update: 2021-08: hurd ain’t dead



how to get it running?

src: https://cdimage.debian.org/cdimage/ports/stable/hurd-i386/README.txt


kvm qemu vm image: http://cdimage.debian.org/cdimage/ports/11.0/hurd-i386/

iso: https://cdimage.debian.org/cdimage/ports/stable/hurd-i386/

   Debian GNU/Hurd 2021 "Bullseye" - Unofficial hurd-i386 20210812

                      Welcome to the exciting world of
                               Debian GNU/Hurd

   This directory contains CD images and pre-installed images for the Debian
   GNU/Hurd distribution.

   Debian is a very extensive collection of software. But it is more. It
   is a complete Operating System (OS) for your computer. And it is free
   (as in "freedom").

   This release is a snapshot of Debian sid at the time of the Bullseye release,
   so it is mostly based on Bullseye. It however also contains a few patched
   packages (seen by +hurd suffix in the version).

   This is *not* part of the official Debian Bullseye release. This is however a
   release of the Debian GNU/Hurd port.

Table of content

* Pre-installed images
* Installer CD images
* Small Examples on Using Translators

Pre-installed image

To give Debian GNU/Hurd a try, it is probably easier to simply run the
preinstalled image, which is provided here:

      $ wget http://cdimage.debian.org/cdimage/ports/11.0/hurd-i386/debian-hurd.img.tar.xz
      $ tar xJf debian-hurd.img.tar.xz

All the debian-hurd.img* files are the same, they are just in various
format, because it has been reported that some tools are not able to cope with
the sparse tar format. The .tar.xz is still the preferred, as it will produce a
sparse file on your disk. You can compare the resulting .img file with the
MD5SUMS file

It can be run directly in qemu/kvm (make sure that you can access /dev/kvm to
get full KVM speed):

      $ kvm -m 1G -drive file=$(echo debian-hurd*.img),cache=writeback

It is often convenient to connect through ssh to the box, instead of logging on
the console, this can be done by forwarding the ssh port:

      $ kvm -net user,hostfwd=tcp: -net nic,model=e1000 -drive file=$(echo debian-hurd*.img),cache=writeback -m 1G

then setting a password to the demo user with

      passwd demo

and then you can connect through ssh:

      ssh demo@localhost -p 2222

Don't forget to call

      apt-get update

to get the repositories information before trying to install packages.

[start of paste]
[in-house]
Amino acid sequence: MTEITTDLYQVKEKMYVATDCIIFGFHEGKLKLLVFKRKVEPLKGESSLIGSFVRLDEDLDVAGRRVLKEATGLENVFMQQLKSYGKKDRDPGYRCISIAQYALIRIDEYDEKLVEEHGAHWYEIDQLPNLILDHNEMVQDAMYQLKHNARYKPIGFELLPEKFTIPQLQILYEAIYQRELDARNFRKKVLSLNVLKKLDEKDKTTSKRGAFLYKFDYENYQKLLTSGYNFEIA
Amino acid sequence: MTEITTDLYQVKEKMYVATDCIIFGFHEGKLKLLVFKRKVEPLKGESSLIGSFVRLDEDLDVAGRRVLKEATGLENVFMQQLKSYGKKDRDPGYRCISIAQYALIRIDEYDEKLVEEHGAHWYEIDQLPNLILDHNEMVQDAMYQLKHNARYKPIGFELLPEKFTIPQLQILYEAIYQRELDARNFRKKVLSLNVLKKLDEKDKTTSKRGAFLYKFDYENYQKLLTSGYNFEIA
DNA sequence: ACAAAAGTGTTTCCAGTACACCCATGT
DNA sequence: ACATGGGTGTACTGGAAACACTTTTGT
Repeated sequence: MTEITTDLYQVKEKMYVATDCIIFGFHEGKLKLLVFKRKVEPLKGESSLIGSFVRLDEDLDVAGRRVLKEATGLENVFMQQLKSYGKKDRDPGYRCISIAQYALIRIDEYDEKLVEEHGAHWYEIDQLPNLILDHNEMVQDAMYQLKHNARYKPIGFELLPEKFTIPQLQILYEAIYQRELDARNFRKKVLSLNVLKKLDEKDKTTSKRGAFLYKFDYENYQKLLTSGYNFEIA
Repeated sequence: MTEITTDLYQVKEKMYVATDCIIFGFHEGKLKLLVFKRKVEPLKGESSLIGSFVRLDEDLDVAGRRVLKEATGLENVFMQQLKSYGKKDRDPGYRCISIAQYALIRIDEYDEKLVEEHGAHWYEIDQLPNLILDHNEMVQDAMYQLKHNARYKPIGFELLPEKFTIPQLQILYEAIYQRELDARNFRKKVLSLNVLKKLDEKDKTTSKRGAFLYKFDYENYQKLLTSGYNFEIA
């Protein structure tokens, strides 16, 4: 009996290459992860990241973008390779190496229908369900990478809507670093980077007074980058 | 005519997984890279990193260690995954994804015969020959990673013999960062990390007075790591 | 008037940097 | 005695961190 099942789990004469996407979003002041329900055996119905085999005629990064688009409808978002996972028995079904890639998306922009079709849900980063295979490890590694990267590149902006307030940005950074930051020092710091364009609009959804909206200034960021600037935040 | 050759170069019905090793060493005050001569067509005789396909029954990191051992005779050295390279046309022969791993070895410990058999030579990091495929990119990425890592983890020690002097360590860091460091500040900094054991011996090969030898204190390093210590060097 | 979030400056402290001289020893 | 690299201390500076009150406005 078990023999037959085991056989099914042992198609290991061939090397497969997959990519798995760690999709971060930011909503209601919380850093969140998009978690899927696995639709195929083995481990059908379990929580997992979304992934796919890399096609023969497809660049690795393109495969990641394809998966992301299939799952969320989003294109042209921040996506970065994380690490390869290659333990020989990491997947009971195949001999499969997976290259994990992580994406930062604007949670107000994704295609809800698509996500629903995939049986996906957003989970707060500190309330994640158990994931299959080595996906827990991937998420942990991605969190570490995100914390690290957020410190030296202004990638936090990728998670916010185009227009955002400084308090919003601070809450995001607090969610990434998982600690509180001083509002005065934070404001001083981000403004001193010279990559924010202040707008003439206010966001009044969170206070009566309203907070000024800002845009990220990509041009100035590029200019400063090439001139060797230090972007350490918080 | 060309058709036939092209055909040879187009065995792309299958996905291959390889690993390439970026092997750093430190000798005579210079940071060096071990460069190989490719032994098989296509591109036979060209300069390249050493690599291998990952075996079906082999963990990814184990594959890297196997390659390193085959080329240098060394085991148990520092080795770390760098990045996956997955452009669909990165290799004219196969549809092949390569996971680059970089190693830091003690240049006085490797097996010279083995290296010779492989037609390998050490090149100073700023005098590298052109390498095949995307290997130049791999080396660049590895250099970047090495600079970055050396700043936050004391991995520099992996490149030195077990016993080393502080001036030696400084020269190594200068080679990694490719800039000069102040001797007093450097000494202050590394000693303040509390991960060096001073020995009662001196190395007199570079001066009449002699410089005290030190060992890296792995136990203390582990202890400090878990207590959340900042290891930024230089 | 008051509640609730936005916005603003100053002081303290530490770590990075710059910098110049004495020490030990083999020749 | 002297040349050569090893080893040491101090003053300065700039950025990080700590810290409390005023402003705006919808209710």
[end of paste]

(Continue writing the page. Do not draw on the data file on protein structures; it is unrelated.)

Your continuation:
One can increase the size of the image with e.g.:

      $ qemu-img resize debian-hurd*.img +5G
      $ parted debian-hurd*.img
      (parted) resizepart 2 100%
      (parted) quit
      $ sudo losetup -o $((512*1953792)) /dev/loop0 debian-hurd*.img
      $ sudo resize2fs /dev/loop0
      $ sudo losetup -d /dev/loop0

(1953792 is the start sector shown in fdisk -l debian-hurd*.img)

It can also be run in virtualbox (though it is much less tested), by first
converting to VDI format :

      $ VBoxManage convertfromraw debian-hurd.img debian-hurd.vdi --format vdi

You can then just log in as root without a password.
The qemu/kvm -curses option can be used to run it in text mode, which can help with the
keyboard layout, but it's better to simply reconfigure the layout by running

dpkg-reconfigure keyboard-configuration

Installer CD images

WARNING: the debian-hurd-2021-i386-NETINST-1.iso can not be used to install more
than the base system, because the pgp signature of the mirror is expired. You
can either tell the installer to ignore the error and not use the mirror, thus
only installing the base system, or you can use the DVD image as described
below, which contains enough packages to install the lxde desktop.

To test the installer images with kvm/qemu:

  * Download:

      $ wget http://cdimage.debian.org/cdimage/ports/11.0/hurd-i386/iso-dvd/debian-hurd-2021-i386-DVD-1.iso
      # apt-get install qemu-kvm

  * Create a hard disk image:

      $ kvm-img create hurd-install.qemu 3G

  * Start the installation:

    Since we haven't yet optimized the installer initrd mechanism for memory
    usage at all you will need at least 500MB of memory even for the text
    installer (about 1G for the graphical installer), or the installer will
    likely crash due to missing memory.

    Also make sure that you can access /dev/kvm in order to get full KVM speed.

      $ kvm -m 1G -drive file=hurd-install.qemu,cache=writeback -cdrom debian-hurd-2021-i386-DVD-1.iso -boot d

    Note the gnome and kde desktop are not yet completely installable and
    working. The LXDE desktop is preferred, or even just icewm etc.

On real hardware:

  * Note that in addition to support for IDE, GNU Mach has drivers for SATA
    devices, but only in AHCI mode, not in RAID mode.

  * Installation CDs include the 2.6.32 Linux network drivers, and should